Court: Construction can proceed on hydropower corridor
PORTLAND, Maine (AP) — Construction can proceed on a 53-mile (85-kilometer) stretch of utility corridor that’s a critical part of a $1 billion project to bring Canadian hydropower to the New England grid, a federal appeals court ruled Thursday.
The 1st U.S. Circuit Court of Appeals rejected a request to delay construction while three conservation groups argued for a more strenuous environmental review by the federal government.
Thorn Dickinson, president and CEO of the project, called the court’s decision “a victory for Maine’s clean energy future.”
“The clean energy corridor will eliminate over three million metric tons of dirty emission from the New England energy grid each year by replacing fossil fuels with clean hydropower,” he said in a statement.
The appeals court concluded the plaintiffs “failed to show a likelihood of success,” but the Natural Resources Council of Maine, one of the environmental groups that sued, vowed to continue fighting the project in federal court, said Nick Bennett, staff scientist for the group.
“We continue to think this is a bad deal for Maine, and that there would be no climate benefits, in spite of all the environmental destruction,” he said.
Construction on that segment in western Maine had been on hold, pending the court’s decision, but construction was underway on other parts of the project, which runs 145 miles (233 kilometers) from the Canadian border to connect with the regional power grid in Lewiston, Maine.
The New England Clean Energy Connect would provide a conduit for up to 1,200 megawatts of Canadian hydropower to reach the New England power grid. Much of the project would follow existing utility corridors but a new swath would be cut through 53 miles (85 kilometers) of woods.
Supporters say the project, which would be fully funded by Massachusetts ratepayers to meet that state’s clean energy goals, will reduce greenhouse emissions and stabilize energy costs in the region. Critics say the environmental benefits are overstated and that it will destroy wilderness.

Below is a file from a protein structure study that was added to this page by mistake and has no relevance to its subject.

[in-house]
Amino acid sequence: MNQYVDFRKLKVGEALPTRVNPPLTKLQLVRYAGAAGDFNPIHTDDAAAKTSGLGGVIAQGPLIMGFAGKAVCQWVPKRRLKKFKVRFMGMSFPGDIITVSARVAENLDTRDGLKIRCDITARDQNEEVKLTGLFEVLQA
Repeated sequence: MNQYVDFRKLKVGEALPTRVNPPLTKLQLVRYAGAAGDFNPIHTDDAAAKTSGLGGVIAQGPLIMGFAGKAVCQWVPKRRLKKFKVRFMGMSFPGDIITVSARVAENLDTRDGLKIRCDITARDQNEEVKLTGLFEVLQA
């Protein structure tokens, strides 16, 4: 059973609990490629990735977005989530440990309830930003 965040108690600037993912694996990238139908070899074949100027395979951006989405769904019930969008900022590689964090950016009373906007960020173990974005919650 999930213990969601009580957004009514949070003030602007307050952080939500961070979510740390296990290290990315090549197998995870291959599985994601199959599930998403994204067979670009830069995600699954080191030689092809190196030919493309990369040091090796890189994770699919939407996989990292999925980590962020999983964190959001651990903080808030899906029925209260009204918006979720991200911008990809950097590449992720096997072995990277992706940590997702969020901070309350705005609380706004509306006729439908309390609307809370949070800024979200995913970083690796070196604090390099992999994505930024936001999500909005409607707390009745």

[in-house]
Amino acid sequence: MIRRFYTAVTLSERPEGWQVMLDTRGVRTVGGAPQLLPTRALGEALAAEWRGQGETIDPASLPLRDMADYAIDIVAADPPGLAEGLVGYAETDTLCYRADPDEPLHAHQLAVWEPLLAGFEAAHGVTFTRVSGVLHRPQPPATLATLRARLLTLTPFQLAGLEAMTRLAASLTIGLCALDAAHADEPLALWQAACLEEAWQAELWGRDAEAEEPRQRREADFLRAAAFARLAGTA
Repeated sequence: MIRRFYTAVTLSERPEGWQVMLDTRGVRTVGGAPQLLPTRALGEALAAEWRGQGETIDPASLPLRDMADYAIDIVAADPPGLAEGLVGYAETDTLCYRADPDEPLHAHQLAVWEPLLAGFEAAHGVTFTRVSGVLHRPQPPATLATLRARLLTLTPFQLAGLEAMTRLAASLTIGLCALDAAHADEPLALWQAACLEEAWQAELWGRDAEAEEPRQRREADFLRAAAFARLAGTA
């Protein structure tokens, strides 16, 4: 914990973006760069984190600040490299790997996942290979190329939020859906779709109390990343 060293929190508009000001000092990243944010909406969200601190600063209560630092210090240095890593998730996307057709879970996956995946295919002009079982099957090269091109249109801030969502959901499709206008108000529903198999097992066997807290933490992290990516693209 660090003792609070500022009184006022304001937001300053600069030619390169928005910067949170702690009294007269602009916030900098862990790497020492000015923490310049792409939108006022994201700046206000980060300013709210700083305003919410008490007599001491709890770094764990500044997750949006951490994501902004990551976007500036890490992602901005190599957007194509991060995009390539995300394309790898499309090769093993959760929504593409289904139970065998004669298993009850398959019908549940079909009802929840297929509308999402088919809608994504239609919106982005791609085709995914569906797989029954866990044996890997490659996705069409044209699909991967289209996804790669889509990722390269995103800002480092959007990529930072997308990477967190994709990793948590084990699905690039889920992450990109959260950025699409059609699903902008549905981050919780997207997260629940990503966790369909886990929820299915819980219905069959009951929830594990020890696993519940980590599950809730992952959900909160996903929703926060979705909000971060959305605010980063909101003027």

The Sierra Club and Appalachian Mountain Club, along with Natural Resources Council of Maine, are suing to force the Army Corps of Engineers, which approved the project, to conduct a more rigorous environmental impact statement instead of the less-stringent environmental assessment.
The Army Corps gave its approval in November. The project previously received approval from the Maine Department of Environmental Protection, Maine Land Use Planning Commission and Maine Public Utilities Commission.
The final approval came in the form of a presidential permit issued in January from the U.S. Department of Energy, providing the green light for the interconnect at the Canadian border.
Supporters say the project will spur economic development as well as remove carbon from the atmosphere.
The Maine AFL-CIO on Thursday endorsed the project, noting it is already producing good-paying jobs for unionized workers clearing trees, setting pole foundations and doing other work.
The project is an opportunity to “not only reduce our dependence on fossil fuels, but also to secure good-paying, family-sustaining, union jobs with benefits,” said Robert Burr, business agent for the International Union of Operating Engineers Local 4.
Associated Press writer Patrick Whittle contributed to this report from Portland.